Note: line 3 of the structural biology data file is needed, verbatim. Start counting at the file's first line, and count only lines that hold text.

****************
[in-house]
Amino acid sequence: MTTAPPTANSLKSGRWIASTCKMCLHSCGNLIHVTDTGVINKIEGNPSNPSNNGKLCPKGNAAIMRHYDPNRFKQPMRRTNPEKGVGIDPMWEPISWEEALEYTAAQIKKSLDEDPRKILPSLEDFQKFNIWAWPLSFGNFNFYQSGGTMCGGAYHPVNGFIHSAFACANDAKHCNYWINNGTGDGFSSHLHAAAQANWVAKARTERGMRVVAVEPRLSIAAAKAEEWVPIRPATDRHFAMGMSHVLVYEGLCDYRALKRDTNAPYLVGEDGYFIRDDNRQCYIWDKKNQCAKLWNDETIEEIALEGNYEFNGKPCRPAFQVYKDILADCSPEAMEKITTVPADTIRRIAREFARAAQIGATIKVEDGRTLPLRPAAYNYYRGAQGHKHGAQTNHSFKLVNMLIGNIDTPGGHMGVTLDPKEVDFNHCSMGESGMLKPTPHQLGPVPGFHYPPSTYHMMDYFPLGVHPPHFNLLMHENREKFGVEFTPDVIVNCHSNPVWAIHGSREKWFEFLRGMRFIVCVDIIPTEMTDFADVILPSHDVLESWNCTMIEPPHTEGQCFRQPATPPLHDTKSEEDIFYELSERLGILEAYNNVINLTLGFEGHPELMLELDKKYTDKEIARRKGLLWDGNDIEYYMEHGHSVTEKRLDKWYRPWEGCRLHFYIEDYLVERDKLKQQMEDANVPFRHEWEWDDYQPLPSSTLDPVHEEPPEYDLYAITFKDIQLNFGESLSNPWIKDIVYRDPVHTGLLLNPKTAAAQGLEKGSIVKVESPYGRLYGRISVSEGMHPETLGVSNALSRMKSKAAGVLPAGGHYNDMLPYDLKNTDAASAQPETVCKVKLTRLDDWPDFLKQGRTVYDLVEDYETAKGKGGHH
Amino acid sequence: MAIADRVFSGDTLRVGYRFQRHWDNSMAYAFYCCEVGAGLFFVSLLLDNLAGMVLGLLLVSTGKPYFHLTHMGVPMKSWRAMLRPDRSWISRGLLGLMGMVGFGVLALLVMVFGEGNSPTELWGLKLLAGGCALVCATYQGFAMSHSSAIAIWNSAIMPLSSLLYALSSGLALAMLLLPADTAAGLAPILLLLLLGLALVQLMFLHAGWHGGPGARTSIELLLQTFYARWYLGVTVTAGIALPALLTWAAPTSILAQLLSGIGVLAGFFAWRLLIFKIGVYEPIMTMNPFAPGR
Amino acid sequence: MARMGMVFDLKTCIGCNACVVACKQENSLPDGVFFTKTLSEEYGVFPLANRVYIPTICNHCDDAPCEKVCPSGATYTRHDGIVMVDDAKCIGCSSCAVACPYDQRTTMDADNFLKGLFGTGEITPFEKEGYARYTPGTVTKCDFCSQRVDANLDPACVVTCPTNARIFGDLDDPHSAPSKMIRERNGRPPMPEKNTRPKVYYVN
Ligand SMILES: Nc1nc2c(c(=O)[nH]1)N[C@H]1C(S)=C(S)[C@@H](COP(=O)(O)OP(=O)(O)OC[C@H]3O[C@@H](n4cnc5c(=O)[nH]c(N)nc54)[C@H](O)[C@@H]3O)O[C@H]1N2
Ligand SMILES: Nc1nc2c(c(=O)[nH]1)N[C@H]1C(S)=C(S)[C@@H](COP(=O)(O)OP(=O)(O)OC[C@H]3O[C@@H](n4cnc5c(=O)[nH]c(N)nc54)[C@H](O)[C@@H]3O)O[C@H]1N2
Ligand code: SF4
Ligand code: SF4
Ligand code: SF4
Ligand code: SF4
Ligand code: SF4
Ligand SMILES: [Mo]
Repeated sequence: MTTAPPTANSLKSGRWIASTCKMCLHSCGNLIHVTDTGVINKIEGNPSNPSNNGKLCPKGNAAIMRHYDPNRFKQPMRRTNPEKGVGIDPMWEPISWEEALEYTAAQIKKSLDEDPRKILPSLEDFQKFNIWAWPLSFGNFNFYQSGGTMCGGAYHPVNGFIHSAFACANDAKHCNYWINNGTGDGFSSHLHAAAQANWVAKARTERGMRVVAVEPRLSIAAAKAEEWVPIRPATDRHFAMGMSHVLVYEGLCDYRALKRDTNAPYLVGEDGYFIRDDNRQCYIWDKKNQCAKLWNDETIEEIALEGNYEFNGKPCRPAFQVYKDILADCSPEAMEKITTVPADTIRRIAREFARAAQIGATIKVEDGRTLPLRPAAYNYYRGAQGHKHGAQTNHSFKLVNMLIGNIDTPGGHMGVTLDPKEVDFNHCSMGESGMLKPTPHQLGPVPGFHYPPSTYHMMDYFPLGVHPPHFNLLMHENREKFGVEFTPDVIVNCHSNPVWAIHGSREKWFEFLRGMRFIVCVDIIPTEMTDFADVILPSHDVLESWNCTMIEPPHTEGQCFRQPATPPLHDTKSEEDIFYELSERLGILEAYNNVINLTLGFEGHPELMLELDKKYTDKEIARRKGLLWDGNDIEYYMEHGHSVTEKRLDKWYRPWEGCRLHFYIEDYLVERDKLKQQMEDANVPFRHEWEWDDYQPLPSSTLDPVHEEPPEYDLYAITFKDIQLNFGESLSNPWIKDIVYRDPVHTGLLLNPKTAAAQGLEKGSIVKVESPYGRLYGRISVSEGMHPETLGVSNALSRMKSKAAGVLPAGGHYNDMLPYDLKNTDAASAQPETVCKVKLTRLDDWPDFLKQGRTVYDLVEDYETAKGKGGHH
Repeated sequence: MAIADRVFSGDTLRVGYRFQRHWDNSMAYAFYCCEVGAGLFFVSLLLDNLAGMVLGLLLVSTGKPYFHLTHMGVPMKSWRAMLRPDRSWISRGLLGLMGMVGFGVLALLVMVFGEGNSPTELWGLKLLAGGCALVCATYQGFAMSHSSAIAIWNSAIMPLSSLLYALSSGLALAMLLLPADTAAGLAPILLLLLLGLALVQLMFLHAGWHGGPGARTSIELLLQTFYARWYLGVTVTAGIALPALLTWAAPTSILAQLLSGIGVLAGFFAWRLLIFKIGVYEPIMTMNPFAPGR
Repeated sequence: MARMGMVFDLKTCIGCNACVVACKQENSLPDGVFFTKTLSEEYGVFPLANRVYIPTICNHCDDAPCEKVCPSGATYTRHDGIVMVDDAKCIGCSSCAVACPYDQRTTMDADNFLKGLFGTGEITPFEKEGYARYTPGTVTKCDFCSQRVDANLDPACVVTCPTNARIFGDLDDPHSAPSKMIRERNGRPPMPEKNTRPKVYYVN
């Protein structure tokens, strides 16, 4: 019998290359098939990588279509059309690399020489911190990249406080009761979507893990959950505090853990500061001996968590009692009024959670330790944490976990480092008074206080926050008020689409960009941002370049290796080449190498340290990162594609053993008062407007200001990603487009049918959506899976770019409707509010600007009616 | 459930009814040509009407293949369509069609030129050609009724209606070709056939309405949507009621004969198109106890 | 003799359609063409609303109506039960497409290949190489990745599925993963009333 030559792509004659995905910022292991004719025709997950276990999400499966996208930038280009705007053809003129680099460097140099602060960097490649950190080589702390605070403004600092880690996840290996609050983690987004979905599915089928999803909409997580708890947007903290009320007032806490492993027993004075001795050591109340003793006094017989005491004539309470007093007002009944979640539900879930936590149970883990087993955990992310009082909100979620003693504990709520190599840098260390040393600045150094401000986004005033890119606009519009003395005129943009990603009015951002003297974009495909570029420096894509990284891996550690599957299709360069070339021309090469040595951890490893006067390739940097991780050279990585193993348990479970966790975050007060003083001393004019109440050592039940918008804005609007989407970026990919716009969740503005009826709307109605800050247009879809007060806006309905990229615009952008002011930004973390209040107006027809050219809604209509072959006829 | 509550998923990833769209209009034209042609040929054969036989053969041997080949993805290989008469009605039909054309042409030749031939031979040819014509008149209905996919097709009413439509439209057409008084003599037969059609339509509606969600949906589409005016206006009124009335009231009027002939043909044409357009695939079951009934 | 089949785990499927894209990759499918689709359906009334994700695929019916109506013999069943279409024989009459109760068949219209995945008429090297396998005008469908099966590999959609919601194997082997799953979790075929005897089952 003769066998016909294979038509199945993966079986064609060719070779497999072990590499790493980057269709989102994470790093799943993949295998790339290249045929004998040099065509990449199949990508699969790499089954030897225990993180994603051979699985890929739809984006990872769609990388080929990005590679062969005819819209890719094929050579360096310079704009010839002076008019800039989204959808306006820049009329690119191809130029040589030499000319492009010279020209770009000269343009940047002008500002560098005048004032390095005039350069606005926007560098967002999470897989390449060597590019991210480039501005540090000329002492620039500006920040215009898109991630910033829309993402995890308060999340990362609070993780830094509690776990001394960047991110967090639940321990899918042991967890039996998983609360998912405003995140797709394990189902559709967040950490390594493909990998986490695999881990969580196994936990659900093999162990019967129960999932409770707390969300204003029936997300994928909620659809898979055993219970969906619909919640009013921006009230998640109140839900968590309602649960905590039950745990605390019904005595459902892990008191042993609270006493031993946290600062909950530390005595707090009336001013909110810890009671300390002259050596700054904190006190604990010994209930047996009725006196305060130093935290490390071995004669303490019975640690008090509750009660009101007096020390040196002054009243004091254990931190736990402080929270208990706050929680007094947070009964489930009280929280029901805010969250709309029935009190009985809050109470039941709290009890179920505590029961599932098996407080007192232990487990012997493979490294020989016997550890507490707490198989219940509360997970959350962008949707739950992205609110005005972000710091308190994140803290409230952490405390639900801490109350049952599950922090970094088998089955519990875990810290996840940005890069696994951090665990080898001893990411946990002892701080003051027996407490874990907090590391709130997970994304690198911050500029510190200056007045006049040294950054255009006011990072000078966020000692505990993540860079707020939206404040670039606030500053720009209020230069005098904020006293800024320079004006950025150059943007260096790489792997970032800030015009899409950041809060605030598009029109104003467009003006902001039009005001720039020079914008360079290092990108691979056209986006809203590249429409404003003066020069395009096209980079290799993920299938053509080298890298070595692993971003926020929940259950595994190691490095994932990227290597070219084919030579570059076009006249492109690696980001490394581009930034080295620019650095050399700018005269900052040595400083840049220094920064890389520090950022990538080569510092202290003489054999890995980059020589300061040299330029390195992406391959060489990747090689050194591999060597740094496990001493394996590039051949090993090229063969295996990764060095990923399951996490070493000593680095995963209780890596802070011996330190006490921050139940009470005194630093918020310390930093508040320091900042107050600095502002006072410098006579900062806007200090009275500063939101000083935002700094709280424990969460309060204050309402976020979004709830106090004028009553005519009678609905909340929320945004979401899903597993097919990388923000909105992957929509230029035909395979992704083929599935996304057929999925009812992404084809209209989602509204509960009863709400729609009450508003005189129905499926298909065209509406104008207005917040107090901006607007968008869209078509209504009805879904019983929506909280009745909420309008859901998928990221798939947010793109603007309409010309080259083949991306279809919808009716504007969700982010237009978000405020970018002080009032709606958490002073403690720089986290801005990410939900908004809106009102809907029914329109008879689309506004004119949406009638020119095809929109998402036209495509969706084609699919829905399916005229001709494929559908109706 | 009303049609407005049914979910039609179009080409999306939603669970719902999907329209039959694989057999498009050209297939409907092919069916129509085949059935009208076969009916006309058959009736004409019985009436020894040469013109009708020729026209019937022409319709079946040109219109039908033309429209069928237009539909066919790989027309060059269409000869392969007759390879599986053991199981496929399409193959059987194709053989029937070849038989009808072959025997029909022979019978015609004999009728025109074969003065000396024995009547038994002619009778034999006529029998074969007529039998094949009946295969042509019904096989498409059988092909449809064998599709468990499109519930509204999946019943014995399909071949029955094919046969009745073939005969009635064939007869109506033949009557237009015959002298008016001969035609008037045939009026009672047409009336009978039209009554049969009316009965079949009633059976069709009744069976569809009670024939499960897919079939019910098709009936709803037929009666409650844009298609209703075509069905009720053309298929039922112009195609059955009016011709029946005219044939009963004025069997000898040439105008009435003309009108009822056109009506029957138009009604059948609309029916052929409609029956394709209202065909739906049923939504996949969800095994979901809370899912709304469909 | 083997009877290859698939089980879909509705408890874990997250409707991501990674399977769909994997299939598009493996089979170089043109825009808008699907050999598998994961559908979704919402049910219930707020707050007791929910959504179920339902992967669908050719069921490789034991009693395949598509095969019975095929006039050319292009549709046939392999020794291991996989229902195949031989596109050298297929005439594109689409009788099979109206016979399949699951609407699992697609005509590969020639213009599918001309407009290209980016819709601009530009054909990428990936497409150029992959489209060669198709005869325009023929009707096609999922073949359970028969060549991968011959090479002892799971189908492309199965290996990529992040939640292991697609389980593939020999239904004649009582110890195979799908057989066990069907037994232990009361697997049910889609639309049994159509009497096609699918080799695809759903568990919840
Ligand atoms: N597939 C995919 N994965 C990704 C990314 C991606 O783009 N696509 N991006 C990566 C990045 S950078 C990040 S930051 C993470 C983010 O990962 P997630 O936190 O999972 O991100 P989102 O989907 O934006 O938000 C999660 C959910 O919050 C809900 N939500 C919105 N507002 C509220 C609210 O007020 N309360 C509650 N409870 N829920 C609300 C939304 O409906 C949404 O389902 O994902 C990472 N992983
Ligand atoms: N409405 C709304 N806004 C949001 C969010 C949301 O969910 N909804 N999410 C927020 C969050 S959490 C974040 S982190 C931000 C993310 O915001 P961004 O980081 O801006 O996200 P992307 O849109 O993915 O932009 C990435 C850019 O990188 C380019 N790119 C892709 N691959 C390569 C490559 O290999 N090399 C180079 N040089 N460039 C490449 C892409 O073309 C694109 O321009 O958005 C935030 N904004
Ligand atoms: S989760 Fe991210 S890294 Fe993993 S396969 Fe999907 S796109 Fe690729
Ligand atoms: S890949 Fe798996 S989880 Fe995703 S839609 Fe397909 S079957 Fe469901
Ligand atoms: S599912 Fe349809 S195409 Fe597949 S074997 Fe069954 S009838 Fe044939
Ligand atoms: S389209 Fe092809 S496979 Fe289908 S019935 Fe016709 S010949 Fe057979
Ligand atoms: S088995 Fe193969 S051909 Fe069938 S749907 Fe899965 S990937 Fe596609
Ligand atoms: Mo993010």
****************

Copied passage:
Amino acid sequence: MAIADRVFSGDTLRVGYRFQRHWDNSMAYAFYCCEVGAGLFFVSLLLDNLAGMVLGLLLVSTGKPYFHLTHMGVPMKSWRAMLRPDRSWISRGLLGLMGMVGFGVLALLVMVFGEGNSPTELWGLKLLAGGCALVCATYQGFAMSHSSAIAIWNSAIMPLSSLLYALSSGLALAMLLLPADTAAGLAPILLLLLLGLALVQLMFLHAGWHGGPGARTSIELLLQTFYARWYLGVTVTAGIALPALLTWAAPTSILAQLLSGIGVLAGFFAWRLLIFKIGVYEPIMTMNPFAPGR